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Home > Protecting Our Lands & Waters > Conservation > Conservation Practices > Forested Riparian Buffer

Conservation Practices
Minnesota Conservation Funding Guide


Forested Riparian Buffer

Forested riparian buffers protect wildlife habitat, water quality. Photo courtesy USDA NRCS.
Forested riparian buffers protect wildlife habitat, water quality. Photo courtesy USDA NRCS.

Agricultural landscape with riparian forest buffers and other types of conservation buffers. Photo courtesy USDA NRCS.
Birdseye view of an agricultural landscape with riparian forest buffers and other types of conservation buffers. Photo courtesy USDA NRCS.

Newly planted trees (in tubes) along a stream. Photo courtesy USDA NRCS.
Newly planted trees (in tubes) along a stream. Photo courtesy USDA NRCS.

Forested riparian buffers are linear multiple-row plantings of trees, shrubs and grass designed primarily for water quality and wildlife habitat purposes. They are planted strategically along rivers, streams, lakes and some wetlands to prevent potential pollutants in agricultural runoff (sediment, nutrients, pesticides, pathogens) from reaching surface waters.

In Minnesota, forested buffers are best suited for landscapes that were originally forested or wooded, as opposed to prairie landscapes. The width, layout and plant composition of forested riparian buffers vary depending on floodplain characteristics, landowner goals and conservation program requirements. In Minnesota, forested riparian buffers are at least 35 feet wide but range up to 100 feet or wider for water quality purposes and up to 600 feet wide for wildlife habitat purposes.

Why establish riparian buffers on your land?

Environmental benefits

  • Protects water quality by reducing the amount of sediment, excess nutrients, pesticides and other pollutants entering streams, ditches, lakes, wetlands and other surface waters
  • Reduces excess nutrients and other chemicals in shallow groundwater flow
  • Slows flood waters and reduces stream water volume
  • Helps stabilize streambanks and shorelines through root absorption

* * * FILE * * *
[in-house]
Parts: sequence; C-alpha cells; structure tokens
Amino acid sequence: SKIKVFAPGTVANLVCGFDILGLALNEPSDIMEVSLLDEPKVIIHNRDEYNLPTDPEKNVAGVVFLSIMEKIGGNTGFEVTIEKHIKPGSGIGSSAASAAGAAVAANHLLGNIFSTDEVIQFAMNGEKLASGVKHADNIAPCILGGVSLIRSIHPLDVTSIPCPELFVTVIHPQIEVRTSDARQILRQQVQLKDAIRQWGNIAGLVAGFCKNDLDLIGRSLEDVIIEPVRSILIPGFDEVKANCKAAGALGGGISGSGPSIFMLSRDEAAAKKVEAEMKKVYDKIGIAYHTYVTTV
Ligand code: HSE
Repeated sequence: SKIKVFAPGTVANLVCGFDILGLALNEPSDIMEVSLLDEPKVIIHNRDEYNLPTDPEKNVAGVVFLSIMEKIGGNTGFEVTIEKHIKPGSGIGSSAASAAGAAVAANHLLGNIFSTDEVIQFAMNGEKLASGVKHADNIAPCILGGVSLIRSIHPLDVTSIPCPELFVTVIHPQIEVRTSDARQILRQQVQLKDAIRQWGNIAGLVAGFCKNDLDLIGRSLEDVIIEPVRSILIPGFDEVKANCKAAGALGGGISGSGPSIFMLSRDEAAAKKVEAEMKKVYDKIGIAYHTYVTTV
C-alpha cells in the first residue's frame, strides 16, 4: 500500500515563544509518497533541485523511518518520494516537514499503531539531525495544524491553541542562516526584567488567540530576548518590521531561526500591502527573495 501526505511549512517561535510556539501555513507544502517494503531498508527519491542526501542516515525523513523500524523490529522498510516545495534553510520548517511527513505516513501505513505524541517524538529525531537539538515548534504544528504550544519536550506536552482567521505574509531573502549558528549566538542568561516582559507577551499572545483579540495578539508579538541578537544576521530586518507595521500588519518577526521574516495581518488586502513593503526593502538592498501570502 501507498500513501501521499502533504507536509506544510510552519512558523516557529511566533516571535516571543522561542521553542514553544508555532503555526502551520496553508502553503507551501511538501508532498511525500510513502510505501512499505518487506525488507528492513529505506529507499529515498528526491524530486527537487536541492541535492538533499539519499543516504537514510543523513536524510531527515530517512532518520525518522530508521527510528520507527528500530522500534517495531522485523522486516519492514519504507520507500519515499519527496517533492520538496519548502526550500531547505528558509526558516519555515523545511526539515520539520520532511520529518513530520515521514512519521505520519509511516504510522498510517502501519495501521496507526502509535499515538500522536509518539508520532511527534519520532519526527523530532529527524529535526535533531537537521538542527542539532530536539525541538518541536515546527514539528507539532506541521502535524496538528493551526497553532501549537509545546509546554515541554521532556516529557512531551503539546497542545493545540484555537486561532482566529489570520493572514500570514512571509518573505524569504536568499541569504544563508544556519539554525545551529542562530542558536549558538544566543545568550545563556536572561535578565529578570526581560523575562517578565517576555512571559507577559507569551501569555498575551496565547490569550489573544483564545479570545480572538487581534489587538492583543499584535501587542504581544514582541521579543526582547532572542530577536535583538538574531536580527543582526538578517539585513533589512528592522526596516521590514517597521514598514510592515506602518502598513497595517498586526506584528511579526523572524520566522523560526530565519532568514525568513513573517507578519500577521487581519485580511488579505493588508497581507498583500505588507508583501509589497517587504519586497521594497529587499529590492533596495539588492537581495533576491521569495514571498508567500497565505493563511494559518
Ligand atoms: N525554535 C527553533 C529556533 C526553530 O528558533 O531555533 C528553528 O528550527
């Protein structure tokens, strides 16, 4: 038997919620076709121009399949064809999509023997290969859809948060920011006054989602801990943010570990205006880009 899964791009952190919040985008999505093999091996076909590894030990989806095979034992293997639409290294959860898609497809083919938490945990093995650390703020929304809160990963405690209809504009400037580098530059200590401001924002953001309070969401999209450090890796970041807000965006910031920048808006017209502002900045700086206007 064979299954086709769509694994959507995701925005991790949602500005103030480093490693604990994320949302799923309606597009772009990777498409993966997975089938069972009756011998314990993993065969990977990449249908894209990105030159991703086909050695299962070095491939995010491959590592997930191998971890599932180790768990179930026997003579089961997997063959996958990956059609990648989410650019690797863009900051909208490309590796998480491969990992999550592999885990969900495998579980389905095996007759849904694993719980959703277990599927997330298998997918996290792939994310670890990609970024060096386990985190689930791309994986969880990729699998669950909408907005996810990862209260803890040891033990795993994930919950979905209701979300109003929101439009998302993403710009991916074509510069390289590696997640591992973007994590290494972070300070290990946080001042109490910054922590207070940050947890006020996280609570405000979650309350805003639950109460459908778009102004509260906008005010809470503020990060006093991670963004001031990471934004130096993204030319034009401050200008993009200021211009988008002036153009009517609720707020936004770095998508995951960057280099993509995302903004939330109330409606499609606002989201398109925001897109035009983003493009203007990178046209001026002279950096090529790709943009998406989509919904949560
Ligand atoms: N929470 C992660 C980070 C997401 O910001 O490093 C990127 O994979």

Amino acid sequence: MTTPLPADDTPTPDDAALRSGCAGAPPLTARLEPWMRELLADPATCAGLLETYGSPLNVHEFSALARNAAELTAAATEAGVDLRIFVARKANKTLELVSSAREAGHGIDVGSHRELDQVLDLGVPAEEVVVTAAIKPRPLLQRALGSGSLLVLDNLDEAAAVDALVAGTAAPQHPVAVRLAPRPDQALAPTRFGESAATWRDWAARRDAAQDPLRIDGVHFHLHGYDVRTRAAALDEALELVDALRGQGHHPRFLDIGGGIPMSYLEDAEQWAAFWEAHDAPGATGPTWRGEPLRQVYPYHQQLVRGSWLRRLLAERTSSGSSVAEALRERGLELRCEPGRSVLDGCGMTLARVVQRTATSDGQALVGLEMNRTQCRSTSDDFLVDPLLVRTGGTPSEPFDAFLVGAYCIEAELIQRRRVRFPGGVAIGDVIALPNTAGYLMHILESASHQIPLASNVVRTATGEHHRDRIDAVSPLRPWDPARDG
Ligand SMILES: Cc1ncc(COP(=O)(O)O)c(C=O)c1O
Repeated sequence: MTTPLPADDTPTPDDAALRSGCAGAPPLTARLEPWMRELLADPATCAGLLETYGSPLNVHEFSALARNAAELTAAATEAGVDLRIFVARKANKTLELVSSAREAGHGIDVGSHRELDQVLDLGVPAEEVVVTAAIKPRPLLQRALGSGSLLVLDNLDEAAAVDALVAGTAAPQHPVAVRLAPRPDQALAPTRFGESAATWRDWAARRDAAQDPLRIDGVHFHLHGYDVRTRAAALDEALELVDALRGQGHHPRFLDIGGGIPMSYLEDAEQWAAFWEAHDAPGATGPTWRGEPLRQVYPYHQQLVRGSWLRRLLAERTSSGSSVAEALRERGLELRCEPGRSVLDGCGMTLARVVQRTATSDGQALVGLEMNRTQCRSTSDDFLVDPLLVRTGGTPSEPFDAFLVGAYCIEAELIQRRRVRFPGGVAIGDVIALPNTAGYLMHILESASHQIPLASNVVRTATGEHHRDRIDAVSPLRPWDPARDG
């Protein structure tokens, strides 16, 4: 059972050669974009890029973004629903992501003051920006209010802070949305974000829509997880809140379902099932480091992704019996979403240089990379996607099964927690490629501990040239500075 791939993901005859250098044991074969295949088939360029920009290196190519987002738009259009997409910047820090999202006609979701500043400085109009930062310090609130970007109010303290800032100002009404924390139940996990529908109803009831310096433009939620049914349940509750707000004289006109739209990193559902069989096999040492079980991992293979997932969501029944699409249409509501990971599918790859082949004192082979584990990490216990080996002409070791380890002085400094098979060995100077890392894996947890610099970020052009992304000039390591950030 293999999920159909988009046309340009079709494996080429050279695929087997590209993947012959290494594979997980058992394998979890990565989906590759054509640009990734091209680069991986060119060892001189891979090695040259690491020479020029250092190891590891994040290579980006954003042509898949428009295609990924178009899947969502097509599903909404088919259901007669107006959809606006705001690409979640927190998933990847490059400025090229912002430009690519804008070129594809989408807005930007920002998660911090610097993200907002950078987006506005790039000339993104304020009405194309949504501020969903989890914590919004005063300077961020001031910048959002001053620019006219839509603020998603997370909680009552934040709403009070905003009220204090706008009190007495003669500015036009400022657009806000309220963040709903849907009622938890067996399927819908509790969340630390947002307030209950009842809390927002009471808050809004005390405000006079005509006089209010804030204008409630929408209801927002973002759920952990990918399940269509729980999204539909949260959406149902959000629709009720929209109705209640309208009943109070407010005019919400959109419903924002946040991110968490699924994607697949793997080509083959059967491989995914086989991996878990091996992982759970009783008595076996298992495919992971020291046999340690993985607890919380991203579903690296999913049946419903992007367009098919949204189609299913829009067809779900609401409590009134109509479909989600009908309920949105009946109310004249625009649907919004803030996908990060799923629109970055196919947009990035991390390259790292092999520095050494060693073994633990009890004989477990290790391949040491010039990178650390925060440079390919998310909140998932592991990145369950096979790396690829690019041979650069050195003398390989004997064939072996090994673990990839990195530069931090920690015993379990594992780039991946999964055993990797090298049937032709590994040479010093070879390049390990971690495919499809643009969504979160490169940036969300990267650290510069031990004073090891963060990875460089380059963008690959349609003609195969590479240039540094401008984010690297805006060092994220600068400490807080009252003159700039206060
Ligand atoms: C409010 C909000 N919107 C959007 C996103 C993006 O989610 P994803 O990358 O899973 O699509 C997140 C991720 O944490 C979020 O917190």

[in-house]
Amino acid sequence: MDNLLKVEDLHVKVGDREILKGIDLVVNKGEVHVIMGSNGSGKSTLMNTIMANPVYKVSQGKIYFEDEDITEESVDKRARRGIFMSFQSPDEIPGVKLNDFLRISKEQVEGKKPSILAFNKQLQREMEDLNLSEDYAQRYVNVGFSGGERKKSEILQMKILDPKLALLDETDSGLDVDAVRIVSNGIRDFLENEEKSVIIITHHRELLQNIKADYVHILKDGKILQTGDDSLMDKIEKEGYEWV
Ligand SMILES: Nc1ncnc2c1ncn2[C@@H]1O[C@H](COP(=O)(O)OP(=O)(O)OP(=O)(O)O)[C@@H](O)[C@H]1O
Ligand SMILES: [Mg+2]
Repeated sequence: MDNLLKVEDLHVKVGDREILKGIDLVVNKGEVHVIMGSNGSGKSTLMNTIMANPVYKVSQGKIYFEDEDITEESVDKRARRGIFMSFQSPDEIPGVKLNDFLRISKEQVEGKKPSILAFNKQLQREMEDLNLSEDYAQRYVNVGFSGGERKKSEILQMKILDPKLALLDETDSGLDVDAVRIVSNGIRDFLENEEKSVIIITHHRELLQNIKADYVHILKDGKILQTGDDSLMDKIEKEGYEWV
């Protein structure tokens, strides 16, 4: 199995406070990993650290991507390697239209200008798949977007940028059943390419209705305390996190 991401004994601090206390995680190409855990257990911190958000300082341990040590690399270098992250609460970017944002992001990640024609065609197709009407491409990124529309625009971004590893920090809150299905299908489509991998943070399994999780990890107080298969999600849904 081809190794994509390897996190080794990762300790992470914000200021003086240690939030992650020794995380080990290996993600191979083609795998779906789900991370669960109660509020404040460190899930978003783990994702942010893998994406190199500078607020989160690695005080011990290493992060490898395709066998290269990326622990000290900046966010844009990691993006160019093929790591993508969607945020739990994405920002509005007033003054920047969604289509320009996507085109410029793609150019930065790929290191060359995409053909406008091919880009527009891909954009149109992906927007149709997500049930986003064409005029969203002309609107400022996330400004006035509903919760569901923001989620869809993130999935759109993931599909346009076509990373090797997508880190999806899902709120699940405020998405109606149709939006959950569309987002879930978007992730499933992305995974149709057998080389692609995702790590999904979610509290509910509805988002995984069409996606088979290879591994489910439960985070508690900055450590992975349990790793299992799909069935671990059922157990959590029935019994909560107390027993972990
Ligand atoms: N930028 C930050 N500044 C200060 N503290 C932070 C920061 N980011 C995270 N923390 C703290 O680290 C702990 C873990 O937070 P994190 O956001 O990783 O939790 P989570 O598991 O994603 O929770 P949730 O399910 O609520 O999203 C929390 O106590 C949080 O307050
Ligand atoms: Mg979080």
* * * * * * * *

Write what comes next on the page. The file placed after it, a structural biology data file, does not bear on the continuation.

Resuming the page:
• Provides shade, shelter and food for fish and other aquatic species; shade is especially important for coldwater species
  • Provides habitat and travel corridors for diverse plants and animals—especially birds, reptiles and others that require water with adjacent woods

Practical benefits

  • Provides woodland recreational opportunities such as fishing, hunting, birding, hiking and camping
  • Provides opportunities for additional income from timber, firewood and specialty woodland products such as nuts, berries, mushrooms, medicinal plants and decorative floral materials such as flowers, boughs, stems and vines
  • Creates a highly visible sign of good stewardship, especially along recreational streams
  • Provides an alternative for frequently flooded cropland, and may reduce flood damage on adjacent cropland
  • Aids compliance with Minnesota shoreland rules and agricultural setback requirements
  • Straightens irregular fields, keeps farm machinery away from steep banks and avoids the need to plant end-rows where crop yields are often lower due to soil compaction
  • Provides a barrier against nearby dust, odor, noise or light pollution
  • Adds scenic beauty and may increase property values
  • Provides habitat for important pollinator species that many crops rely

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Similar & related practices

More information

Guidance from USDA's Natural Resources Conservation Service (NRCS)

National Agroforestry Center publications

    Other resources

    Contact

    See contacts for specific programs that fund this practice in the side-by-side payment comparison or contact your local Soil and Water Conservation District